Stretching exercises can benefit children with attention issues
Yoga has grown exponentially in the past decade — the number of Canadians practising yoga swelled by 45 per cent between 2003 and 2005, according to the North America Studio Alliance, an organization for mind-body professionals.
Across the country more than one million Canadians are estimated to be reaping the benefits of regular yoga practice, and for good reason. Research now supports what yoga practitioners have known all along — that the breathing, stretching and meditation exercises improve focus, promote calmness and reduce tension. With these kind of benefits, it's no wonder yoga has stretched its way into classrooms and after-school programs.
At first glance, these stretching exercises simply seem like a constructive method of relaxation, but yoga can be of particular benefit to kids with special needs who find traditional school settings and social interactions problematic.
"Yoga gives these children an opportunity to experience a calm, which is something they certainly don't associate with their day," says Louise Goldberg, a certified yoga instructor and creator of Creative Relaxation, a yoga curriculum for children with autism.
Recent research has shown that yoga can be used as an intervention for children with attention problems.
An Australian study, conducted by Pauline Jensen and Dianna Kenny, which appeared in the Journal of Attention Disorders in 2004, found that yoga was an effective complementary therapy for a group of boys with attention deficit hyperactivity disorder (ADHD) who were medicated to help control their symptoms during school, but were not medicated when at home. Parents reported that the boys who attended a weekly one-hour yoga session for 20 weeks demonstrated a drop in hyperactive and impulsive behaviour.
In another U.S. study, conducted by Heather Peck and colleagues, and published in the School Psychology Review in 2005, 10 elementary school children with attention problems practiced yoga from a children's yoga video in two 30-minute sessions per week for three weeks. During this time, teachers reported that the children were able to concentrate on tasks in the classroom for longer periods than they had previously.
However, when the yoga sessions ended, their ability to concentrate on a task for an extended period began to decrease again, suggesting that regular practice is required for long-term benefits.
In the classroom
Asencia, who offers professional development workshops for teachers in British Columbia, says that more and more teachers are coming to her looking for ways to improve students' concentration in the classroom.
"Teachers today have big problems getting kids to concentrate because they're bombarded by media all day. They tell me that this kind of thing is so needed in the classroom. Kids really need silence," she says.
In her book, Asencia offers easy stretching 'breaks' teachers can use throughout the day to rejuvenate a class and help refocus students.
"Teachers have said how just a few little things can really calm and change the energy in the class; the chaos, the fighting, the conflict, and it can also inspire kids to be incredibly creative," she says.
Goldberg believes that yoga is beneficial in a classroom setting because it teaches children how to relax and focus.
"For a lot of kids, people are always telling them to sit still, or calm down, but rarely are they instructed on how to do these things. And it is something you can learn," she says, citing exercises such as having children tense their shoulders and then let the tension go as a way to demonstrate what relaxation means.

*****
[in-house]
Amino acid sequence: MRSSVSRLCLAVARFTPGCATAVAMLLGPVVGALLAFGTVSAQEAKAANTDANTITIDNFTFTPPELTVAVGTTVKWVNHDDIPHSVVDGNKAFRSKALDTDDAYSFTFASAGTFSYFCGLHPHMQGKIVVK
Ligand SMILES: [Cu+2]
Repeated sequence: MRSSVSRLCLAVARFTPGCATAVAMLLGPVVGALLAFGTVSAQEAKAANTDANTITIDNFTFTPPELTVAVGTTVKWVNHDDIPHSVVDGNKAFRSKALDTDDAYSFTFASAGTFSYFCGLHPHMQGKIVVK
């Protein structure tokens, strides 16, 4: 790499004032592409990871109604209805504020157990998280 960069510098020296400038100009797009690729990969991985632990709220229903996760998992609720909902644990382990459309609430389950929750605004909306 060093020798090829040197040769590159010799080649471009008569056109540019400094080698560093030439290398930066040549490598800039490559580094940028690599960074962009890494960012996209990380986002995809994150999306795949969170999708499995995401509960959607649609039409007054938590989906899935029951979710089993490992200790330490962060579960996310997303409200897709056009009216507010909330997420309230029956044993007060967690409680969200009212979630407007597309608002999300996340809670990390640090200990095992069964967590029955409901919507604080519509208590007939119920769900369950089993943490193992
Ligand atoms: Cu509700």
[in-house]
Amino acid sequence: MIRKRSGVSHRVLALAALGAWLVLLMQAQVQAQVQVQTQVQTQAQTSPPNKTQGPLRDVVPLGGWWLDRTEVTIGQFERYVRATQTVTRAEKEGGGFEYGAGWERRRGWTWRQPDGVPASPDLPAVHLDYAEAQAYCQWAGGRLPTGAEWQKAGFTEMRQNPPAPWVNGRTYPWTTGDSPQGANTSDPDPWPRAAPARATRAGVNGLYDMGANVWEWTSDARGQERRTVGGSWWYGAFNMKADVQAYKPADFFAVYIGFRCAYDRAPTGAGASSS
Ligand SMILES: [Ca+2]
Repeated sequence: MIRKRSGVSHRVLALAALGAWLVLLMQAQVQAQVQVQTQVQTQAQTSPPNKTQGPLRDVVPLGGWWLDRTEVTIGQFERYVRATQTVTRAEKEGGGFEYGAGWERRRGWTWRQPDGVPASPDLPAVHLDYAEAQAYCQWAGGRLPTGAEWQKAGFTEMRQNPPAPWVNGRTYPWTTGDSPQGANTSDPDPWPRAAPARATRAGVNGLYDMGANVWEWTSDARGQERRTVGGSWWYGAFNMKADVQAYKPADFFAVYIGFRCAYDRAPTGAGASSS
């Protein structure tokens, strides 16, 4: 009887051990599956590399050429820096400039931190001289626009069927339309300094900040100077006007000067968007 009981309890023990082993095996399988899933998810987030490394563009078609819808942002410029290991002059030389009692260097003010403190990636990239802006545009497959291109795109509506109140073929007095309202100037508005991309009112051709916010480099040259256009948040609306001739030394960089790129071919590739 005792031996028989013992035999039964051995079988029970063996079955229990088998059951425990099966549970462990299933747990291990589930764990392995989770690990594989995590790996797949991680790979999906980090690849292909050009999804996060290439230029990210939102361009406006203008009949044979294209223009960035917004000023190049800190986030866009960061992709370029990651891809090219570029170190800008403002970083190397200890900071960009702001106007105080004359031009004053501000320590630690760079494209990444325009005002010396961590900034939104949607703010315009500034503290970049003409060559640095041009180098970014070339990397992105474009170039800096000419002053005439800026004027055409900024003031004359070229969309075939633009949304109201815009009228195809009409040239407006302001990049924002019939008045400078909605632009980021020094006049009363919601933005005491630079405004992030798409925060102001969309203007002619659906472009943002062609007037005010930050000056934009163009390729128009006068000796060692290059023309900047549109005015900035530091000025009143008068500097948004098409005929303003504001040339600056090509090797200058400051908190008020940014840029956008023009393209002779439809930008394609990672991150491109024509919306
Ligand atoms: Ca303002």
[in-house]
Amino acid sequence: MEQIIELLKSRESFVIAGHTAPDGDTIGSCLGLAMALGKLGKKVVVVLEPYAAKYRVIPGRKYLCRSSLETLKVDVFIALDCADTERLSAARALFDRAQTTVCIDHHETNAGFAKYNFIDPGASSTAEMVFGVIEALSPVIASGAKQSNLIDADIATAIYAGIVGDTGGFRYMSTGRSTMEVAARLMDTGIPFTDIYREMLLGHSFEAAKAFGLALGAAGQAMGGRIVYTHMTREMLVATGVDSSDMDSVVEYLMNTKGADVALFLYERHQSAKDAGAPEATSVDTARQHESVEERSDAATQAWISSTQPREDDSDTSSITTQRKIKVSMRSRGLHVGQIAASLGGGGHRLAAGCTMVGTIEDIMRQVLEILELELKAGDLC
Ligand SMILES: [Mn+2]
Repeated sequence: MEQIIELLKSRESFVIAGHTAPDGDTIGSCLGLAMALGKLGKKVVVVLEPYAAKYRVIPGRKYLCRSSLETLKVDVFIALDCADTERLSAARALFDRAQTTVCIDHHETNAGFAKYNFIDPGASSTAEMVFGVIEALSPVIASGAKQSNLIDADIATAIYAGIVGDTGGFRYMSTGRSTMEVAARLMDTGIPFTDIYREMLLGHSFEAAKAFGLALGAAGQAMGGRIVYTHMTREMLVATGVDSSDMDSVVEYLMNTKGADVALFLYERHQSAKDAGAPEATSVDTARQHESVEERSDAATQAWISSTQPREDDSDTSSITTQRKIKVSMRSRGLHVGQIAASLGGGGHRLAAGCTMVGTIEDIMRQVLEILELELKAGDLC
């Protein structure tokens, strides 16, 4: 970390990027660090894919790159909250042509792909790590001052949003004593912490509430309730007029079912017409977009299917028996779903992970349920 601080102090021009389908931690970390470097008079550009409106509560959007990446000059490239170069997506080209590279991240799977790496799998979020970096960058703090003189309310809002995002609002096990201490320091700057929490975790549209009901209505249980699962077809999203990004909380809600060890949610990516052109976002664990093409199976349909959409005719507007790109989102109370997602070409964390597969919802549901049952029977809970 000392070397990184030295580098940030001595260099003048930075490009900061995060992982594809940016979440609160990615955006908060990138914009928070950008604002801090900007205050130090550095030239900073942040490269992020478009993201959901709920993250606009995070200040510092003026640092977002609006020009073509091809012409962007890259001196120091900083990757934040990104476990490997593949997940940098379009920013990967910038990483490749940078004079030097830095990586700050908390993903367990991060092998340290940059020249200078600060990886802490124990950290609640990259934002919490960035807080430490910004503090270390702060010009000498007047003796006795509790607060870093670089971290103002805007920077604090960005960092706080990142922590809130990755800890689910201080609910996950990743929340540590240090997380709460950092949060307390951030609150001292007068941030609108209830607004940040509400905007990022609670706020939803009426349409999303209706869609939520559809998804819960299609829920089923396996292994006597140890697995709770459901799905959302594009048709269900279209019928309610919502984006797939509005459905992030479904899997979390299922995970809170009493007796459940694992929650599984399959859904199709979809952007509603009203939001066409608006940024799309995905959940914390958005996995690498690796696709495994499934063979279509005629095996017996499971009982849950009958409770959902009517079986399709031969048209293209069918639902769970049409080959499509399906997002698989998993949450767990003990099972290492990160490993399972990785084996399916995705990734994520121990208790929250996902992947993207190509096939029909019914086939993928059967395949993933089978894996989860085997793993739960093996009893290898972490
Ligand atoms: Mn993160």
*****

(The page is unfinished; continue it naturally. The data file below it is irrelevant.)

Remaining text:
"This helps these words — calm down, sit still — have meaning, instead of being just some vague concept," she says.
"Many adults do yoga and see the benefits, and then parents want their children to come to yoga so they can learn skills to help them deal with anxiety and stress," says Sherry LeBlanc, director of Yoga 4 Kids in Toronto, which offers yoga classes for children and families.
Heather Cook has been taking her eight-year-old daughter Ava to private yoga classes with LeBlanc for the past two years. The practice has helped Ava, who has mild autism, with concentration and anxiety.
"The breathing exercises have really helped her, she's able to implement them to help her calm herself down," says Cook.
"It's even helped her confidence," she adds. "She's more willing to try new things in school and life in general."
LeBlanc, who is a licensed practitioner of Yoga for the Special Child, says that parents need to be just as vigilant selecting a yoga instructor for their children as they would for an instructor for any other activity. She says the instructor should be registered with a regulatory body, such as the International Yoga Alliance, and they should have some coursework in teaching yoga to children.
Another important credential is to ensure the yoga teacher has an up-to-date CPR (cardiopulmonary resuscitation) certificate, in case of emergency.
Parents also need to be aware that yoga is not a quick fix for behaviour issues.
"Yoga is a self-discipline, and it doesn't happen overnight," says LeBlanc. "Children need to attend class on a regular basis, over an extended period of time, and this requires commitment from the parent."
And as with all activities, kids will derive the most benefit out of yoga if they go willingly.
"The parent may have certain expectations, but the child has to show an interest in doing in it," says LeBlanc.
For kids who are committed to practice, she says she has noticed remarkable results.
"These children develop self-awareness, body-awareness, and their self-image improves. I see their self-discipline improving, and they are better able to work through their frustrations," Leblanc says.